Friday, 19 July 2013

Profit For A Hillbilly's Soul

"If wishes were horses,
Beggars would ride."

And I~ I would live by the seaside. I would not wish for white sand beaches, aquamarine seas, or endless sunny days. Instead in this wonder world of dreams Gloucester would miraculously become apart of my beloved New Hampshire and here we would dwell, for it is this sea town that has captured my heart. The first day I met her all those years ago, it was love at first sight.
A working town since the 1620's she does not put on a show or any pretense of grand illusion. And I love her for it. It is here that my senses are filled with life, history, and the working of a harbor.

The cry of gulls.
The creak and groan of boats that tug and pull at their moorings, impatient for the sea.
Small and cramped roads leading to wharfs and fish markets.
The mossy, decaying wooden pilings.
Men who spend their working hours in chest waders and rubber boots.
Old building,
precariously cling to life and shore,
just a little bit longer ~ 
they wish to see the tide turn and the next generation of fishermen go out to sea.
And all this delights me.
Heart and Soul.


The "Arethusa" hauling in her lobster pots, her buoys red and white, mark the hope of her livelihood.

The gulls stand sentry duty on the sea-side,
of the half mile long breakwater.


In this wonderland the boat traffic has
equal preference to the motor vehicles. The drawbridge is allowing the "Jaylee" to pass through from the harbor into the canal that connects the Annisquam River to the Atlantic.

I wonder to what enchanted land this gate opens to and I envision along with Austin Dobson that ~

"Here in this sequestered close

Bloom the hyacinth and the rose;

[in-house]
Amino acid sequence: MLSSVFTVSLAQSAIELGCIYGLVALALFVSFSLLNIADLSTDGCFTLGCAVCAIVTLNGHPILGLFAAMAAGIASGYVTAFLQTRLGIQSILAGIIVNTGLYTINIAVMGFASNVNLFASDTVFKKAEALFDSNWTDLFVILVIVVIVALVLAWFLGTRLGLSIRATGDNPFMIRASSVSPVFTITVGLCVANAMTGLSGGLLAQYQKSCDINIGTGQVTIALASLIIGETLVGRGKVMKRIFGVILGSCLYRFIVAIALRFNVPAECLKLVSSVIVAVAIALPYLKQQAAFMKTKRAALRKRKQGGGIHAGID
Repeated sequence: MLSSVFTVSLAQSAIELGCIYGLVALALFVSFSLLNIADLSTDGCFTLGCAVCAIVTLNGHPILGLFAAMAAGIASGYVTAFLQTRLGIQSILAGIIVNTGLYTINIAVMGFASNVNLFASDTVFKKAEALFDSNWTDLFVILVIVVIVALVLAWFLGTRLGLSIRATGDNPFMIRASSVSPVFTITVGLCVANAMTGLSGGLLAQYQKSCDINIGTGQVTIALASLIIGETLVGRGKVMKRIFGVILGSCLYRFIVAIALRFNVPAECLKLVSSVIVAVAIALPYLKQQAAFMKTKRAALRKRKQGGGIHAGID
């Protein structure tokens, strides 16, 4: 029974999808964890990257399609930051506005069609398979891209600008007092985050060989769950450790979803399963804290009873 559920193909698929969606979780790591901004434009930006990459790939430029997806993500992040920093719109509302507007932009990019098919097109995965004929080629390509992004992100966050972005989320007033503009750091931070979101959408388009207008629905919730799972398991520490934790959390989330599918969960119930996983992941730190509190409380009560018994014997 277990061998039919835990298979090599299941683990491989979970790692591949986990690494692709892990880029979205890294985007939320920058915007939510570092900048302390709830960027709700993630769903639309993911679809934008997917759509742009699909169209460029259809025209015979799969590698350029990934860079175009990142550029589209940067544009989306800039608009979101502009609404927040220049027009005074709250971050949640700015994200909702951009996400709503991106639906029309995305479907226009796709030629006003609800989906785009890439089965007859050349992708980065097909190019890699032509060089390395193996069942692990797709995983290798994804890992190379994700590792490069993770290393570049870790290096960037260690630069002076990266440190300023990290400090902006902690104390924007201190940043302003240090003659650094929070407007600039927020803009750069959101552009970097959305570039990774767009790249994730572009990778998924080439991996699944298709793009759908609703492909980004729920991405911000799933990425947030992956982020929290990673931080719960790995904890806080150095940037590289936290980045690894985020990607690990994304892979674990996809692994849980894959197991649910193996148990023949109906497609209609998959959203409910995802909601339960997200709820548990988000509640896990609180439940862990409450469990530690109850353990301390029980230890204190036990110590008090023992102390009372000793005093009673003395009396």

Here beside the modest stock
Flaunts the flaring hollyhock;
Here, as everywhere, one sees,
Ranks, conditions, and degrees.
All the seasons run their race

In this quiet resting place." 

They that go down to the sea in ships, that do business in great waters: These see the works of the Lord, and his wonders in the deep. Psalm107. 23-24

He keeps an eternal vigil at his harbor, a memory of those who gave it all for the love of the sea. Their 5,368 names engraved stand before him. Almost 400 years of memories he faithfully protects.

The Stellwagen Bank

Where you really gain an interest and profit for your soul
The curvature of the earth gives the illusion that we could sail ever on ward in this blue, black sea until we finally met the heavens. All around us there is only waves that incessantly move toward shore, they lift the "Miss Cape Ann" as they pass under her bow then continue their journey that never ends. We stand as far forward as we can, letting the wind, salt, and sun cover us completely.

We travel 25 miles out from the Gloucester Harbor until we are on the south end of Stellwagen Bank. It is 842 square miles of rich and fertile feeding grounds that form a plateau, at about only 100' deep it brings life in abundance as the colder, deeper waters that surround it bring up to its surface nourishment for all those that spend time there.
Thar She Blows


There are 2500 Humpback cataloged by name in the Gulf of Maine. They are identified as individuals by the white markings on their tails, each one is unique as our finger prints. Nile also has a very distinctive hook on her dorsal fin giving her additional identification. Her mother was named Mars. Nile has given birth to 4 calves and as her life expectancy is 70 -80 years there is great hope she will have a few more. The whales really do eat a ton of food per day and usually live in a pod ( I don't know why she was alone). I am amazed that there is that much life for them all. God' good earth, as old and tired as it is, is still so full of wonder and charm. The humpbacks go back and forth between the north and the tropics every year. They do not eat the whole time they are gone from the rich and fertile North Atlantic. The tropics is their nursery but does not have enough food to sustain them. 

I apologize that the photo is not so good, but this is Nile's identification.Whales